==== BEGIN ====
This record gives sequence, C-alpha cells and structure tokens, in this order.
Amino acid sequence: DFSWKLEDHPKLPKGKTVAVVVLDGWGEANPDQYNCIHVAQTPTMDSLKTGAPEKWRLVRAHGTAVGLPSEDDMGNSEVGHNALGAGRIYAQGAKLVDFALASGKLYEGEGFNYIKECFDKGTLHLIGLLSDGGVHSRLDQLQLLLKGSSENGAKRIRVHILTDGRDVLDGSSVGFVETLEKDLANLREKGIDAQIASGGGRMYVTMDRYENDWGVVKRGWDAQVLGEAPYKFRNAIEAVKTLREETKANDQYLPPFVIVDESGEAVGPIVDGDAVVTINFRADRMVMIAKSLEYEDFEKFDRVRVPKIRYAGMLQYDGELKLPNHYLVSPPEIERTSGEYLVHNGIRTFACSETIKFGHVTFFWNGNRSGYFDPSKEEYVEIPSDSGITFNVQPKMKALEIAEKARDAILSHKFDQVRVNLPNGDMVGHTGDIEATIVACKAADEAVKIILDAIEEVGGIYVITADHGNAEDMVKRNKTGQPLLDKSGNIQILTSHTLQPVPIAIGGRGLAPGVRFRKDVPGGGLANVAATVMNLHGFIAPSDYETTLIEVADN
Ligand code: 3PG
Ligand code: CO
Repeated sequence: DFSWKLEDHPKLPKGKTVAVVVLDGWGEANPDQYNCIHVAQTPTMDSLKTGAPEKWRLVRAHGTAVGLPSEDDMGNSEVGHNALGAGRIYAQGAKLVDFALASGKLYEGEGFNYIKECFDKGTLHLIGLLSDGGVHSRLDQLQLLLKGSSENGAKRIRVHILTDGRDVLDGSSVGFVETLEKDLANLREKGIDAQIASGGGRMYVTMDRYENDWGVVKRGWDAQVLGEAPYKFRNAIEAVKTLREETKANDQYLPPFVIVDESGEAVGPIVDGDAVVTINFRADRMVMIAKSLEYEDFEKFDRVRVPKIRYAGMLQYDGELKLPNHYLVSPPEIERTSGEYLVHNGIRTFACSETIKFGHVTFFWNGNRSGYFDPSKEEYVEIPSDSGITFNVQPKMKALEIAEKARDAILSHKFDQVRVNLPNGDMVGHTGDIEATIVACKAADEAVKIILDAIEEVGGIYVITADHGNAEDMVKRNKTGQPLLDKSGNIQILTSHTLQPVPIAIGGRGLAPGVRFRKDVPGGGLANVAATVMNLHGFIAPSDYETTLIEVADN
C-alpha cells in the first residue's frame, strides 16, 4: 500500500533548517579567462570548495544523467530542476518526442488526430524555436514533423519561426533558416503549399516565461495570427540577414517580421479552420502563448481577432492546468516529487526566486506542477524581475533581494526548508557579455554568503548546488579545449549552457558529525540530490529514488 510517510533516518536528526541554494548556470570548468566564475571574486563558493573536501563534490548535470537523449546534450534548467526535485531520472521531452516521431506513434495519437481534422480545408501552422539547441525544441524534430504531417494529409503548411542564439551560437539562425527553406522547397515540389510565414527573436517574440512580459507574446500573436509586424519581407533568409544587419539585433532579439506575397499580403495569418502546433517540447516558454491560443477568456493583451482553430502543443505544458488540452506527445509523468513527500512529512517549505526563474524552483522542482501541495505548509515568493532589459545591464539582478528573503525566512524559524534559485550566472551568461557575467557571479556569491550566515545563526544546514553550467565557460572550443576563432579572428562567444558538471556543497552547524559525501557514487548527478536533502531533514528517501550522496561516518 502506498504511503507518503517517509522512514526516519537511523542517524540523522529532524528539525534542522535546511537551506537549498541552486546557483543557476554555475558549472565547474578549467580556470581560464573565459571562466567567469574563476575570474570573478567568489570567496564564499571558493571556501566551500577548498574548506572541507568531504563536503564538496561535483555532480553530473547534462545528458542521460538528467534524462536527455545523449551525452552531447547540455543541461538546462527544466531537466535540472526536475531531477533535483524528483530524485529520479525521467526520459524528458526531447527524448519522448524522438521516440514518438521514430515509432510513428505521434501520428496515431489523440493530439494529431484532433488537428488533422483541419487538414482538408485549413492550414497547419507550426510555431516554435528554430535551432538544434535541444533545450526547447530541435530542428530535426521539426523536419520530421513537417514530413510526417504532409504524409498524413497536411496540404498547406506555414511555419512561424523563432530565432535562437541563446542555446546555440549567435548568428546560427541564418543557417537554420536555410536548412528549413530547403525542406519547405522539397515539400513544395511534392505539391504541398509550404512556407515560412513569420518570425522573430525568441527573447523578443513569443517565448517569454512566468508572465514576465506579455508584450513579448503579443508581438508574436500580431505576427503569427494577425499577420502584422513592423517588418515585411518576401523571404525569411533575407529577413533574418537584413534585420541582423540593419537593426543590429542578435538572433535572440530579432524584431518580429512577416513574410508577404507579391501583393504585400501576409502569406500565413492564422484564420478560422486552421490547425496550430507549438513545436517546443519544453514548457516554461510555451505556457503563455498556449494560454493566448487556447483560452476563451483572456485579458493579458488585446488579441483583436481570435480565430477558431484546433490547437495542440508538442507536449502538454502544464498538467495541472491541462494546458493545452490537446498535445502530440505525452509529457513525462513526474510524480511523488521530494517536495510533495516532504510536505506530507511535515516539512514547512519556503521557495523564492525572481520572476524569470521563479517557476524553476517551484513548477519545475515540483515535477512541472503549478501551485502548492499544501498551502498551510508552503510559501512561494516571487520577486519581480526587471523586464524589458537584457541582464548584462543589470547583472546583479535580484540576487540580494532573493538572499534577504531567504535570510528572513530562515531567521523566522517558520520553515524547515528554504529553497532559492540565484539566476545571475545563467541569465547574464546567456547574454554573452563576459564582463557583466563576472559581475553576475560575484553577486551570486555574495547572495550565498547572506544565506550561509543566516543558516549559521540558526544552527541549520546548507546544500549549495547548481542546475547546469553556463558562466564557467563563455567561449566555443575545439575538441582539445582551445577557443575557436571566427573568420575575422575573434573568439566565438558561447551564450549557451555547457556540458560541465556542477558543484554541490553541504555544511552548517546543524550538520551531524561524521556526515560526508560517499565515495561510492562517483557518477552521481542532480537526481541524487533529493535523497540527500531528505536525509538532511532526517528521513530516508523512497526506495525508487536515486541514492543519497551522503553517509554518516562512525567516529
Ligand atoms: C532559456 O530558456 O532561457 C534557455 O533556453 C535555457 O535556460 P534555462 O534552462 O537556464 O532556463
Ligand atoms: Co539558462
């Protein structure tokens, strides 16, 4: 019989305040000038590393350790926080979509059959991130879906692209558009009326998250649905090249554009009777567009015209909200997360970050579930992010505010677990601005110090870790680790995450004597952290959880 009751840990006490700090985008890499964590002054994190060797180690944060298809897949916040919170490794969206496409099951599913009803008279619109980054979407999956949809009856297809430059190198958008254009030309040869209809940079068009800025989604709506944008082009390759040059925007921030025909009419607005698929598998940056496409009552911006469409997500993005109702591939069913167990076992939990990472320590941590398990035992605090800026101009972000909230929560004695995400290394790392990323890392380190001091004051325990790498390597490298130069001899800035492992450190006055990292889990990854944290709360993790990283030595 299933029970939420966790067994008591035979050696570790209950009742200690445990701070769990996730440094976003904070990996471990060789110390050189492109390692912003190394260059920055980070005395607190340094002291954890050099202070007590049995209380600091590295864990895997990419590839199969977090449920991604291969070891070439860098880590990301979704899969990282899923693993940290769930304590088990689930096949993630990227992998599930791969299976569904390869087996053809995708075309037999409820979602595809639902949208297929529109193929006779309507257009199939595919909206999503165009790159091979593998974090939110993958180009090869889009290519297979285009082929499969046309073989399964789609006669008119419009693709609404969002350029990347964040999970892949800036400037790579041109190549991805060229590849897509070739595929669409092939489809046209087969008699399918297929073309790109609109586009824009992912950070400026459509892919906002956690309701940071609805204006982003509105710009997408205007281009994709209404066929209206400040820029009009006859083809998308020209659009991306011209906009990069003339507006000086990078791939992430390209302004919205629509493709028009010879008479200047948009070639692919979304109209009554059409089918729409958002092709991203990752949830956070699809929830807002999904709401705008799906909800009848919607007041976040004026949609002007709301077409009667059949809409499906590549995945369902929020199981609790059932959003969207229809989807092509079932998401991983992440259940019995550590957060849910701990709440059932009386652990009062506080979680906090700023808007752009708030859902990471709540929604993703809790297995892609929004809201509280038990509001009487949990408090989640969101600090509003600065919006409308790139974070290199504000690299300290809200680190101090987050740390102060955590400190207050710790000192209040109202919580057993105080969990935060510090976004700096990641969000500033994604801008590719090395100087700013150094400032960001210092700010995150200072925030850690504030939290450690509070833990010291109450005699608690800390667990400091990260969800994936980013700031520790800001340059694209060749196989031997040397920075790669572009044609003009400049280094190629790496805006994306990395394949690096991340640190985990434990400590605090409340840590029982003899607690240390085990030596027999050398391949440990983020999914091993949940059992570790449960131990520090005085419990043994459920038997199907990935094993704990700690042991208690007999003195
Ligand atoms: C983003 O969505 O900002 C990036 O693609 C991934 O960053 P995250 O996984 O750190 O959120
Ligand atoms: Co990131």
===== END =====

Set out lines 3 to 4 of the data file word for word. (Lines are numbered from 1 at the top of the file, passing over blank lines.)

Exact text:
Ligand code: 3PG
Ligand code: CO